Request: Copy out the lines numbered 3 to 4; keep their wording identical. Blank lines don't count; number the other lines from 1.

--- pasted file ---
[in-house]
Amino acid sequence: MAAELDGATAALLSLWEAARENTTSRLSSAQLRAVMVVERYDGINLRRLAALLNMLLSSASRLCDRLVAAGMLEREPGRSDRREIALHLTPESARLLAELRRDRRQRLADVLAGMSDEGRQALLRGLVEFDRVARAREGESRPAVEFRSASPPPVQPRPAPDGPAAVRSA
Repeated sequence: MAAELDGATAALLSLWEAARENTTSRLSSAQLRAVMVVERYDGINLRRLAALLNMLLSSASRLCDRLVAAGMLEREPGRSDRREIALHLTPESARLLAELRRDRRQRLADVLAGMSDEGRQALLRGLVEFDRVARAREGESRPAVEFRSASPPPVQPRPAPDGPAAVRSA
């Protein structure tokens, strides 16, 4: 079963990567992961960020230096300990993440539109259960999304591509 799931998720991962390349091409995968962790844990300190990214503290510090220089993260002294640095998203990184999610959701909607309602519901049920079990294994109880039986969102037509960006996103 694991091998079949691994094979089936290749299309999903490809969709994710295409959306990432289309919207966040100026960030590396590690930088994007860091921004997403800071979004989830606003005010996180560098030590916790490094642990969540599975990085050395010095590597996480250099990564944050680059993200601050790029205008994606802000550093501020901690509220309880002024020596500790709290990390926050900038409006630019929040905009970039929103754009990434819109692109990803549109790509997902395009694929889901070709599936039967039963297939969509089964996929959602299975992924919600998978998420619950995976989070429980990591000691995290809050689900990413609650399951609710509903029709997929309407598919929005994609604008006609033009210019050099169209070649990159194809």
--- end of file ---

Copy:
Repeated sequence: MAAELDGATAALLSLWEAARENTTSRLSSAQLRAVMVVERYDGINLRRLAALLNMLLSSASRLCDRLVAAGMLEREPGRSDRREIALHLTPESARLLAELRRDRRQRLADVLAGMSDEGRQALLRGLVEFDRVARAREGESRPAVEFRSASPPPVQPRPAPDGPAAVRSA
């Protein structure tokens, strides 16, 4: 079963990567992961960020230096300990993440539109259960999304591509 799931998720991962390349091409995968962790844990300190990214503290510090220089993260002294640095998203990184999610959701909607309602519901049920079990294994109880039986969102037509960006996103 694991091998079949691994094979089936290749299309999903490809969709994710295409959306990432289309919207966040100026960030590396590690930088994007860091921004997403800071979004989830606003005010996180560098030590916790490094642990969540599975990085050395010095590597996480250099990564944050680059993200601050790029205008994606802000550093501020901690509220309880002024020596500790709290990390926050900038409006630019929040905009970039929103754009990434819109692109990803549109790509997902395009694929889901070709599936039967039963297939969509089964996929959602299975992924919600998978998420619950995976989070429980990591000691995290809050689900990413609650399951609710509903029709997929309407598919929005994609604008006609033009210019050099169209070649990159194809």